In this context, the Third Circuit wrote, “LTL did not have any likely need in the present or the near-term, or even in the long-term, to exhaust its funding rights to pay talc liabilities” at the time it filed the Chapter 11 petition. Rather, costs of the past five years were less than 7.5% of the $61.5 billion funding agreement value (about half of which were attributable to one verdict in a single case consolidating 22 plaintiffs). The Third Circuit closed this discussion by observing that LTL itself acknowledged that there was not “any imminent or even likely need of [it] to invoke the Funding Agreement to its maximum amount or anything close to it” in its opposition to the petition for direct appeal. “We take J&J and LTL at their word and agree,” stated the Third Circuit. It then directed the bankruptcy court to enter an order dismissing the bankruptcy case.

The Third Circuit was careful to note that it did not decide whether “Texas two-steps” (a.k.a. “divisive mergers”) were per se improper. However, given the emphasis by the LTL bankruptcy court on the practicalities of mass tort litigation and the benefits of bankruptcy for resolving these liabilities, and the Third Circuit’s emphatic reversal, plaintiffs in other major mass tort bankruptcies are likely to see an advantage. Indeed, some have moved quickly in response.

Aearo Technologies. Four days after the Third Circuit issued its decision, the creditors’ committee representing the claimants in the In re Aearo Technologies bankruptcy, who allege hearing injury arising out of the use of Combat Arms earplugs, moved to dismiss that bankruptcy case, relying heavily on the LTL ruling. The Aearo debtors, who have the benefit of an uncapped financial backstop agreement from 3M and thus an arguably weaker argument for financial distress as of the petition date, defended their bankruptcy case by primarily relying on the contention that the Seventh Circuit has a different “good faith” standard than the Third Circuit and “does not require a company to be in financial distress before filing for chapter 11.” Rather, the debtors argued, the Seventh Circuit standard examines whether a debtor has reasonable prospects for confirming a plan of reorganization.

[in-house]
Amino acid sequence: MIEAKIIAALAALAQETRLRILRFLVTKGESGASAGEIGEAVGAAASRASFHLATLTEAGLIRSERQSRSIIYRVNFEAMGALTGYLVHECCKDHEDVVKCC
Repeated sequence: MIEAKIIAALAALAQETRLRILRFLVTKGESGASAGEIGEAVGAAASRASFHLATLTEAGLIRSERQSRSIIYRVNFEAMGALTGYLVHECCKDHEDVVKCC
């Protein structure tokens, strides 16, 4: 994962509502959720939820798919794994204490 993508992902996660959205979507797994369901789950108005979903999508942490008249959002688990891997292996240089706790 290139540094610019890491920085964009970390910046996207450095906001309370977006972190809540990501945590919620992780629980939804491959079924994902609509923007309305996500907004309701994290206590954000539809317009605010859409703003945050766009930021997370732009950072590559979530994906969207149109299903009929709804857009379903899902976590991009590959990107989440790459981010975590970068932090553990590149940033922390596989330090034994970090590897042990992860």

In addition, in an argument that the Third Circuit implicitly rejected, the Aearo debtors emphasized the benefits of bankruptcy to a mass tort debtor, including:

the breathing spell and centralization provided by the automatic stay, the information gathering and clarity provided by a bar date, the data analysis and rigor afforded by an estimation process, the efficiency and fairness facilitated by a claims trust (relative to traditional tort litigation), and, perhaps most of all, the ability to achieve a full and final resolution [under a plan].

The Aearo court therefore was confronted directly with the question identified by Judge Kaplan in LTL: whether to allow an essentially financially healthy entity access to a bankruptcy forum, because it means “productive business relationships are maintained, jobs preserved and, most importantly, meaningful returns distributed to creditors,” including “meaningful, timely recoveries,” because such is preferable to “situations where outside of the bankruptcy system there would be fewer if any identifiable benefits, and the parties left to expensive and time-consuming litigation.”

The Aearo debtors also argued that their financial distress is real (and orders of magnitude greater than LTL’s) based on the committee’s claims of trillions in damages. Indeed, the Aearo multidistrict litigation (MDL) is the largest in history, with over 230,000 cases that collectively account for over 30% of the total number of all cases pending in federal courts nationwide. The court conducted an evidentiary hearing that concluded on April 26, 2023.